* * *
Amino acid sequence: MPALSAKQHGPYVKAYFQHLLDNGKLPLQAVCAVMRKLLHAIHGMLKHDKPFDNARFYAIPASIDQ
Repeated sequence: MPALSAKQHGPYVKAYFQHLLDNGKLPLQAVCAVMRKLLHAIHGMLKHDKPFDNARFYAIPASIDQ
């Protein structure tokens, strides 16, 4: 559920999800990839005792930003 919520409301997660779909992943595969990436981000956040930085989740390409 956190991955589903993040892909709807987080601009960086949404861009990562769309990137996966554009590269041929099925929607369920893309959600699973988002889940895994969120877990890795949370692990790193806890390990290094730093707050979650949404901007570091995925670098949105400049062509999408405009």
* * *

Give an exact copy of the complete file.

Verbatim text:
Amino acid sequence: MPALSAKQHGPYVKAYFQHLLDNGKLPLQAVCAVMRKLLHAIHGMLKHDKPFDNARFYAIPASIDQ
Repeated sequence: MPALSAKQHGPYVKAYFQHLLDNGKLPLQAVCAVMRKLLHAIHGMLKHDKPFDNARFYAIPASIDQ
């Protein structure tokens, strides 16, 4: 559920999800990839005792930003 919520409301997660779909992943595969990436981000956040930085989740390409 956190991955589903993040892909709807987080601009960086949404861009990562769309990137996966554009590269041929099925929607369920893309959600699973988002889940895994969120877990890795949370692990790193806890390990290094730093707050979650949404901007570091995925670098949105400049062509999408405009």